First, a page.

“Just days after the T-Mobile G1 smartphone went on the market, a group of security researchers have found what they call a serious flaw in the Android software from Google that runs it,” John Markoff reports for The New York Times.
“One of the researchers, Charles A. Miller, notified Google of the flaw this week and said he was publicizing it now because he believed that cellphone users were not generally aware that increasingly sophisticated smartphones faced the same threats that plague Internet-connected personal computers,” Markoff reports.
“Mr. Miller, a former National Security Agency computer security specialist, said the flaw could be exploited by an attacker who might trick a G1 user into visiting a booby-trapped Web site,” Markoff reports. “The G1 — the so-called Google phone — went on sale at T-Mobile stores on Wednesday.”
Markoff reports, “The risk in the Google design, according to Mr. Miller, who is a principal security analyst at Independent Security Evaluators in Baltimore, lies in the danger from within the Web browser partition in the phone. It would be possible, for example, for an intruder to install software that would capture keystrokes entered by the user when surfing to other Web sites. That would make it possible to steal identity information or passwords.”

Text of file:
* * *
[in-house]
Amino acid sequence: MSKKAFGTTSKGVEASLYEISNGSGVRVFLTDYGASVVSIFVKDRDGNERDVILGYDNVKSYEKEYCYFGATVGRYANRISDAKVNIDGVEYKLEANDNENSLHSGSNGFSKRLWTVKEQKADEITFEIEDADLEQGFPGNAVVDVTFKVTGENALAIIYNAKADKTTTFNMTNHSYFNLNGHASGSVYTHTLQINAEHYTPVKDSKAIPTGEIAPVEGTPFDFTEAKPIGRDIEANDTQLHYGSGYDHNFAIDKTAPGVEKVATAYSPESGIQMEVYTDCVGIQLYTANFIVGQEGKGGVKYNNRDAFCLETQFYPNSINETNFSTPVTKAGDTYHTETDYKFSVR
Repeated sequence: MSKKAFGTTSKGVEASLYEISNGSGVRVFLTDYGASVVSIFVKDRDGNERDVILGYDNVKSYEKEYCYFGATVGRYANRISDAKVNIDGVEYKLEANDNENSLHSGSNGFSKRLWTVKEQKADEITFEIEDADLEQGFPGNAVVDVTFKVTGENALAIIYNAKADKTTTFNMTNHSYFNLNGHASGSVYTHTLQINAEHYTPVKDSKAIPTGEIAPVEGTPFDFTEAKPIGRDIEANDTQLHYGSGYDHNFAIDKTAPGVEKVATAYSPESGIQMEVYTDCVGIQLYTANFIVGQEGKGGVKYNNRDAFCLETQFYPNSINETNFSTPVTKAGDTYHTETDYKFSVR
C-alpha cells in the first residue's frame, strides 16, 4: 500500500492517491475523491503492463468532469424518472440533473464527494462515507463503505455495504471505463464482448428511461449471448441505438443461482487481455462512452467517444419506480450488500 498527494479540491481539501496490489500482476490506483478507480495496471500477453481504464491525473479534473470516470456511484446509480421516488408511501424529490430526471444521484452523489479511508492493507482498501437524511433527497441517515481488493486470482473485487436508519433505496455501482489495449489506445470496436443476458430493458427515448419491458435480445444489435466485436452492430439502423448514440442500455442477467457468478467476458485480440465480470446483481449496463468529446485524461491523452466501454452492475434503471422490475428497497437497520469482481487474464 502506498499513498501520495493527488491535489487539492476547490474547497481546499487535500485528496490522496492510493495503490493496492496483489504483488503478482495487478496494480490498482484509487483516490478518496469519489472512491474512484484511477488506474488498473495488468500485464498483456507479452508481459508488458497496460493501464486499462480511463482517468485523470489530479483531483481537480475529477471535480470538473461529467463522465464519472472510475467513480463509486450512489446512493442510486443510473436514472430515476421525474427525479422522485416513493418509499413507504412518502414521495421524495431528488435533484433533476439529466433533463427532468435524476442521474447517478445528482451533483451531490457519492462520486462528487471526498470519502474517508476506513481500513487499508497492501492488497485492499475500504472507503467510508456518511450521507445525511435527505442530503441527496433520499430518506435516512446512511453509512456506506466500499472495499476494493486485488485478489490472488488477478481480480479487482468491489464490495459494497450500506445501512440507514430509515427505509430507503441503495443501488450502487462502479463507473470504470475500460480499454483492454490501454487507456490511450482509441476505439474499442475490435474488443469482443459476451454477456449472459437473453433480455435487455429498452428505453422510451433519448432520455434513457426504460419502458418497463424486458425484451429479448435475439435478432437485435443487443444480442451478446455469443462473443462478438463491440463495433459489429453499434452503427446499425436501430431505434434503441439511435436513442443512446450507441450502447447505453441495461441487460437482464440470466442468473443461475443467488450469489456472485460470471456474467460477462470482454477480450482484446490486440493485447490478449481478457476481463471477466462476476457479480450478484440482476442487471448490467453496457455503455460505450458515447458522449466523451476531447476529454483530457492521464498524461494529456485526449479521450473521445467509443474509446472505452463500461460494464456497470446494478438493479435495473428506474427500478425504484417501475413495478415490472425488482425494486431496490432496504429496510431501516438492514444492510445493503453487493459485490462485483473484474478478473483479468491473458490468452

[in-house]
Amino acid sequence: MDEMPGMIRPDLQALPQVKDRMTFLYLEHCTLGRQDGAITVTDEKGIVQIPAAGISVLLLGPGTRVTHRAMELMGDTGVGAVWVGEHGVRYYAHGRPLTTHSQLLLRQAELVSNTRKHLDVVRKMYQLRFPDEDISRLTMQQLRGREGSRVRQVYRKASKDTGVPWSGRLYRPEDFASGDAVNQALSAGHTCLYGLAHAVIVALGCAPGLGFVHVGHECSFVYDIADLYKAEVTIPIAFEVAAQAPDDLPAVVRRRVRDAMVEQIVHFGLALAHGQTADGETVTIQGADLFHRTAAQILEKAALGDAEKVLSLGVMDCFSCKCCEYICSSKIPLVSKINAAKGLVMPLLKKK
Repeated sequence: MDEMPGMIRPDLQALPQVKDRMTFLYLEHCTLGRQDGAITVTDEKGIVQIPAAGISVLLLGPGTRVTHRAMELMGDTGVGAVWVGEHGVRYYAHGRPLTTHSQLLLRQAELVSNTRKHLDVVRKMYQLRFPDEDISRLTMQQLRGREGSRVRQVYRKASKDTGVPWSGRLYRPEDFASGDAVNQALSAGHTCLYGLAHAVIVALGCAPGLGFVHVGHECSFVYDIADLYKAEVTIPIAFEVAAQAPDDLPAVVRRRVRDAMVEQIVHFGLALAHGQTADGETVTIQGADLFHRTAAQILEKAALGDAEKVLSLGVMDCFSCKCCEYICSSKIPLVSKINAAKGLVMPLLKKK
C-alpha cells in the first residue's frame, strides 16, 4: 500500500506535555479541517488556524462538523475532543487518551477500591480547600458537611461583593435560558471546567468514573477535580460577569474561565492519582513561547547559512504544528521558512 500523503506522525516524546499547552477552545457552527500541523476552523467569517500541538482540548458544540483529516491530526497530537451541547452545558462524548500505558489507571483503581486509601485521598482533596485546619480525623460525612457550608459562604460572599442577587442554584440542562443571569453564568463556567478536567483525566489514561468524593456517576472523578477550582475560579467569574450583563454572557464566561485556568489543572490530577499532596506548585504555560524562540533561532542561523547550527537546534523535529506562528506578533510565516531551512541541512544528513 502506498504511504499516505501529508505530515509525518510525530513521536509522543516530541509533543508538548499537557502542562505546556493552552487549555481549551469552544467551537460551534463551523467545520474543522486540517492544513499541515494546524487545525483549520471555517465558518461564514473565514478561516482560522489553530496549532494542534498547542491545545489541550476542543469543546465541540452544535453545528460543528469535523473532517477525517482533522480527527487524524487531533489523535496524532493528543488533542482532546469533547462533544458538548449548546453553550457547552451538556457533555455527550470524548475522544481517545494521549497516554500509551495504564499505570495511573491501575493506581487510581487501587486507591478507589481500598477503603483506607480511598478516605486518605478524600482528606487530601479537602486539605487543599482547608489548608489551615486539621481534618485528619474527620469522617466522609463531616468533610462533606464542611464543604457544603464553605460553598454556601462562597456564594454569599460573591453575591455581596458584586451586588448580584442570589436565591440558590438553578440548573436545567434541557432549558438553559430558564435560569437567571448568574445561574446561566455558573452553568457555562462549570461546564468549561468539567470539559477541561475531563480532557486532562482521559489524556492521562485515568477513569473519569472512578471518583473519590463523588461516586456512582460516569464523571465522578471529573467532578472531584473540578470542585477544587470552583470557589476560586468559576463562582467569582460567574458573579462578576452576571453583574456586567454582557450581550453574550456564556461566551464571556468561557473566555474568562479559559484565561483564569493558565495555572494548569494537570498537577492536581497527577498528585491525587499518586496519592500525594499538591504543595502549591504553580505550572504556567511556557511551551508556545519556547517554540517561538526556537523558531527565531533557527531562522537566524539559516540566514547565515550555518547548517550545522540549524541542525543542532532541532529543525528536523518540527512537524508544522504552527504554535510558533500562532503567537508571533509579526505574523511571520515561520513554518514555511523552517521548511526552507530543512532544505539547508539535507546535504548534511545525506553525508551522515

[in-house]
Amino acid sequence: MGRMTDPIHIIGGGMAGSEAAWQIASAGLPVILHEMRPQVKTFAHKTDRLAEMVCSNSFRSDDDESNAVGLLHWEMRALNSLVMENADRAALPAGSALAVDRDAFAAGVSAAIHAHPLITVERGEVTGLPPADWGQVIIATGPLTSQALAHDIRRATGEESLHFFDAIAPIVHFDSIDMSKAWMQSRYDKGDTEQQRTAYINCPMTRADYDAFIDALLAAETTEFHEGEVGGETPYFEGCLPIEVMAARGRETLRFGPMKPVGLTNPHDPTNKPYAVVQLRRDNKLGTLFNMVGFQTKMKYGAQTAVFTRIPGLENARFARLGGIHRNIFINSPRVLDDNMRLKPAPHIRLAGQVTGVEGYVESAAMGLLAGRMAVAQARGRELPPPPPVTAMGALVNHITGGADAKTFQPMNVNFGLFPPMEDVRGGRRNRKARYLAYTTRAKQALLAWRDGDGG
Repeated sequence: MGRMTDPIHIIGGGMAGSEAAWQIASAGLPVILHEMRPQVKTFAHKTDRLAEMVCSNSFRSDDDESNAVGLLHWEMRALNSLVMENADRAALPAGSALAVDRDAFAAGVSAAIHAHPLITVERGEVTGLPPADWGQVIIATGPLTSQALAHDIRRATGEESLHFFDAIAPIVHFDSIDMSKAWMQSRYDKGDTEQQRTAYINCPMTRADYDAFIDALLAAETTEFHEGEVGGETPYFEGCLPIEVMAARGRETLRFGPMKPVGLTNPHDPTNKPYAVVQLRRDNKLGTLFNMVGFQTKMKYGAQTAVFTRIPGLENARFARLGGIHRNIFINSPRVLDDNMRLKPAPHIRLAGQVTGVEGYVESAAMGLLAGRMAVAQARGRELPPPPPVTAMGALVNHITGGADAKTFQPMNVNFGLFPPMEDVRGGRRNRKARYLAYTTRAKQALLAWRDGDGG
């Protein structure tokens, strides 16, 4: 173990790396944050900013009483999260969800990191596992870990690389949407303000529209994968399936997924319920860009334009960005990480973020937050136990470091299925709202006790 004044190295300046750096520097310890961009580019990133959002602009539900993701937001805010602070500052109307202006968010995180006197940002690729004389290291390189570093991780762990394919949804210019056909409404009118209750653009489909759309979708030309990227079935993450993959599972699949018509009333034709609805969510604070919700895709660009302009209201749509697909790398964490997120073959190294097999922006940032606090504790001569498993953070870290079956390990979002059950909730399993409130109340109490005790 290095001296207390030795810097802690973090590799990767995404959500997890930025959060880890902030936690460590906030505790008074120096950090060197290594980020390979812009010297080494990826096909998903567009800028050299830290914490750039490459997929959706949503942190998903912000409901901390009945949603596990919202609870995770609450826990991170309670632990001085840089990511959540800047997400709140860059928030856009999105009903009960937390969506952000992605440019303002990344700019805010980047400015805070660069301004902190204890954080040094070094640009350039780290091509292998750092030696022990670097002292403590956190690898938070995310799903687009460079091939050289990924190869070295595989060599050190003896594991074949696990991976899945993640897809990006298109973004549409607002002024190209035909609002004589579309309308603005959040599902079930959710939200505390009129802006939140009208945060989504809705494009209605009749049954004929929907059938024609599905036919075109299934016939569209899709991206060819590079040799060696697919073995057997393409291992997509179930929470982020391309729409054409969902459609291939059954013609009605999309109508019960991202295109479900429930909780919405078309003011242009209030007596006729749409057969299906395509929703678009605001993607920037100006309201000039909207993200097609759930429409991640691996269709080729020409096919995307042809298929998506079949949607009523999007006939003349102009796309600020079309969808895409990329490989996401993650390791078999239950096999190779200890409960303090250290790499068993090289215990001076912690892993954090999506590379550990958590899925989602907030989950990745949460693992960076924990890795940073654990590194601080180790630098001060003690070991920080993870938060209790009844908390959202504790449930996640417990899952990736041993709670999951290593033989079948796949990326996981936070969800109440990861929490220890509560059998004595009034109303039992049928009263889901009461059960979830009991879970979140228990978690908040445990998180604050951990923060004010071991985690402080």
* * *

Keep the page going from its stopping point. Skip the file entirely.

Full article here.
[Thanks to MacDailyNews Reader "HMCIV" for the heads up.]
MacDailyNews Note: Back in mid-January, The New York Times’ John Markoff reported that Apple CEO Steve Jobs was “skeptical about Google’s decision to develop smartphone software. ‘Having created a phone its a lot harder than it looks,’ he said. ‘We’ll see how good their software is and we’ll see how consumers like it and how quickly it is adopted. I actually think Google has achieved their goal [of seeking not to get locked out of the mobile phone world] without Android, and I now think Android hurts them more than it helps them. It’s just going to divide them and people who want to be their partners.’”